Interview with Pro Triathlete Matt Shanks
Q: What’s your background?
I started all three sports within a year, so I am one of the few who doesn’t have a much stronger background in one sport over the others. I first started triathlons in 2004. I trained fairly seriously for sprints and Olympics through high school, then had sporadic training and racing through undergrad. During grad school at Penn State, I got into long course racing and started training consistently. I’ve now raced 5 full distance triathlons, and just recently qualified for my USAT elite license.
Q: What’s your weakness?
Swimming. I’ve been swimming for 10 years, but I still feel like a newbie anytime I’m in the water with a collegiate swimmer. Even though it’s my weakness I still enjoy swimming. It’s a challenge that I’m continually working on. Oh, also short course racing. I have no speed! But come to long course and I can motor along forever on my fat burning engine.
Q: Why did you choose to race at Luray Triathlon this year?
Well I’ve heard great things about the race from a few friends, scenic and well organized, which are always things to appreciate. I also made the race a camping and racing trip with my brother-in-law, who I’ve never raced with before. This was my first race with the potential to win a cash prize, so was pretty excited about that!
Q: What else this season?
My big races left for the season are Chattanooga Ironman and Beach2Battleship full triathlon. Keep an eye out for me!
Q: Why do you like the sport?
The opportunity to always improve, along with all the experiences that come with the training and racing. I love the feeling of getting fitter and faster and having that drive to improve. I also love being outside riding the backroads, seeing new places with all the travel for races, and meeting new people. The sport is fun but it’s so much better by including some camaraderie with a few training buddies.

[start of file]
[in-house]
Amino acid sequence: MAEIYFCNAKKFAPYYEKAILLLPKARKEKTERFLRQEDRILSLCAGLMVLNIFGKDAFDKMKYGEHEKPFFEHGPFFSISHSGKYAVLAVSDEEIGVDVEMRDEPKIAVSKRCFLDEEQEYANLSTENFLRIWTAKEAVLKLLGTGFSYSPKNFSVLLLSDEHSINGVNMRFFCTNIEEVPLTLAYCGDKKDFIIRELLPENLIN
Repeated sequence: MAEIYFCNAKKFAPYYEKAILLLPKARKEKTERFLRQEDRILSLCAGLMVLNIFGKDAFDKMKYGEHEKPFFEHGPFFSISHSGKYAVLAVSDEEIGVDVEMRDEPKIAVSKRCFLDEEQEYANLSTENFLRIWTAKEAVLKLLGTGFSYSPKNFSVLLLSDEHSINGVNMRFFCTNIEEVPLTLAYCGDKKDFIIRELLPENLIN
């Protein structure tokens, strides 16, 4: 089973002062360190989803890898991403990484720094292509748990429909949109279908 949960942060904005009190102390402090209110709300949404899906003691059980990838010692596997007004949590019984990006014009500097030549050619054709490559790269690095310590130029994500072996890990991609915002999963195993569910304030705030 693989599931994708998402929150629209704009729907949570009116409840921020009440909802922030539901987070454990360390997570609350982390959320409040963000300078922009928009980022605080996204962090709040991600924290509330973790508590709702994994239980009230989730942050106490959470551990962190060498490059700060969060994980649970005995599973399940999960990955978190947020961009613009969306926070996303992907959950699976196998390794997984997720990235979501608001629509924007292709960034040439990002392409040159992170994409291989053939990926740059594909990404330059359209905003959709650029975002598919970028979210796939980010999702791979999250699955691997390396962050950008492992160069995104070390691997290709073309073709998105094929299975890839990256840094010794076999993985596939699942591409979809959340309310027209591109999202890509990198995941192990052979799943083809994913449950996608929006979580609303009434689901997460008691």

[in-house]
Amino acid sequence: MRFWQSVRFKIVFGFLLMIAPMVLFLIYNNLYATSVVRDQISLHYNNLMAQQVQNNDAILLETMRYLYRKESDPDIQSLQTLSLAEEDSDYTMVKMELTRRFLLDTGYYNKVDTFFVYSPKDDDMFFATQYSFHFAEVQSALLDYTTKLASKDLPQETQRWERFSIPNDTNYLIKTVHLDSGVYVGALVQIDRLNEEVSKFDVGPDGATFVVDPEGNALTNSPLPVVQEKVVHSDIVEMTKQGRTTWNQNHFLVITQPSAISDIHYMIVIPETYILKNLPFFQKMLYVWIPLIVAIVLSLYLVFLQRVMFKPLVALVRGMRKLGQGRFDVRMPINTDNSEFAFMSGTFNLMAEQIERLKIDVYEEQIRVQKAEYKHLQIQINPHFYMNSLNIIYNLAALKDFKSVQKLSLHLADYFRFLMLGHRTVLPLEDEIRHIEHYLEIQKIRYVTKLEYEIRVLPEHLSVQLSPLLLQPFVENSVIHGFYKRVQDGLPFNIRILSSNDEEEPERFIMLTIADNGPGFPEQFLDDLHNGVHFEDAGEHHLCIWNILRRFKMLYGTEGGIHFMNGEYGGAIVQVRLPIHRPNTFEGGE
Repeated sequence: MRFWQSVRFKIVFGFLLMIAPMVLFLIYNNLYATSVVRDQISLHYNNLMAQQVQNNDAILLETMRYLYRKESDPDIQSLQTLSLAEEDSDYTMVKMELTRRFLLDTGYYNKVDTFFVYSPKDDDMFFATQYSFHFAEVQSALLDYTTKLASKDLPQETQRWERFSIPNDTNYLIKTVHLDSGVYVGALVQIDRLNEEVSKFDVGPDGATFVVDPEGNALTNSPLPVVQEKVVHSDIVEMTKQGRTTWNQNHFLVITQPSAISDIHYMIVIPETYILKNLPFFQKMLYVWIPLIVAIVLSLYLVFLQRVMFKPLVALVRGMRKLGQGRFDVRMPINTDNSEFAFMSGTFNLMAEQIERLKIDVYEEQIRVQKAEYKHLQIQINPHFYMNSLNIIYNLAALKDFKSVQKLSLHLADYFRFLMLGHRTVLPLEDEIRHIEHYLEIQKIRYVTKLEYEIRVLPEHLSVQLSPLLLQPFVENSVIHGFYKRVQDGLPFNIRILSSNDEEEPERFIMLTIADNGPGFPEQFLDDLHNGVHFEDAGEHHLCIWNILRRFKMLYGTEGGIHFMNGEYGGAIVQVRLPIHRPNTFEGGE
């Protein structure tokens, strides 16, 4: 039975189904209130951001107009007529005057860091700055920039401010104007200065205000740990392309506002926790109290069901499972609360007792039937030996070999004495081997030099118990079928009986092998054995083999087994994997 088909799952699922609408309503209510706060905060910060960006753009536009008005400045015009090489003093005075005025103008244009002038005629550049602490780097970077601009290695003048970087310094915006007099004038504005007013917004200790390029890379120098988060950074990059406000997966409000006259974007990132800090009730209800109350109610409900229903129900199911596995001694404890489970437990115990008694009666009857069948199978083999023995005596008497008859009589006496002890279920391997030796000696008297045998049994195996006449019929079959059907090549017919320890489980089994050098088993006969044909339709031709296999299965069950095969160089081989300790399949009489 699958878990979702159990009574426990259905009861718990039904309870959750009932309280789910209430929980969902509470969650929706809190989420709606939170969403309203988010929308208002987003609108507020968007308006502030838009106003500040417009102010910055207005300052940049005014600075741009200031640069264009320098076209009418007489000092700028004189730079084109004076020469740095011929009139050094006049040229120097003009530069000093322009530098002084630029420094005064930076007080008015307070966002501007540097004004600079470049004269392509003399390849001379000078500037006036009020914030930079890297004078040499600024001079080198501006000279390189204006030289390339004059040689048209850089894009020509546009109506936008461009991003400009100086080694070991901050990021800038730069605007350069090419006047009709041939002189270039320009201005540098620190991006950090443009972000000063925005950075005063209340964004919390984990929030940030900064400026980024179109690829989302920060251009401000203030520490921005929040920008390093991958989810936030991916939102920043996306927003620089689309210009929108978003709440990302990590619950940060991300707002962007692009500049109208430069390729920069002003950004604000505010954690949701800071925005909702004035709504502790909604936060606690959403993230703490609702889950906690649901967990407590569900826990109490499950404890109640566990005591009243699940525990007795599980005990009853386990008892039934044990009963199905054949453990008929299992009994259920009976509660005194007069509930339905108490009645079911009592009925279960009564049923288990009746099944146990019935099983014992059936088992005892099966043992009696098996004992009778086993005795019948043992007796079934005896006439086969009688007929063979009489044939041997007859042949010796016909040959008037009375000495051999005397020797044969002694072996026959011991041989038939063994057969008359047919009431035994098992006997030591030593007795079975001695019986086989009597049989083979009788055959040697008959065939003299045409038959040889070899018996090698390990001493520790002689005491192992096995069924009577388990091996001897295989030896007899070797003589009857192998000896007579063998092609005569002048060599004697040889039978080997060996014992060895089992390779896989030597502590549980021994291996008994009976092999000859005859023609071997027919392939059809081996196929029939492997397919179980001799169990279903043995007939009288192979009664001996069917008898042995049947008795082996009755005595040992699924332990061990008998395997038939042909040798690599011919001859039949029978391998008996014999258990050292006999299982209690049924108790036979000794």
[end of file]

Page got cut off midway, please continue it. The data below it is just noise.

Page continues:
Q: Most helpful training tools?
A coach and a power meter I think are the best investments for a triathlete. There is SO much to learn in this sport, and having a coach gives you that personal guild through everything you need to know. Sure, you can figure out a lot on your own, but it takes a lot of trial and error over a lot of time. Having a coach helps speed that up significantly. But, make sure you’re actually hiring someone who knows what they’re talking about. A power meter seems fancy at first, but really ought to be one of your most fundamental training tools. It makes the work load of training objective. It doesn’t do a whole lot of good though if you don’t know how you should be training though, hence the power meter and coach go hand in hand. I recommend PowerTap, mostly for cost and reliability.
Q: Anything else?
I urge you to get more involved in the professional aspects of the sport. I’d like to see the sport grow in all aspects, and I feel like the place it’s lacking most is the professional end, mostly in how little the races are spectated/followed. I find it very interesting to follow the training and racing of a few of the top pro’s, and I believe you would too. Check out Cal’s video’s if you’d like an introduction to some of the pro’s, with a bit of unique humor…. https://twitter.com/callummillward.
Good luck with the rest of your racing season!
Luray Triathlon Race Director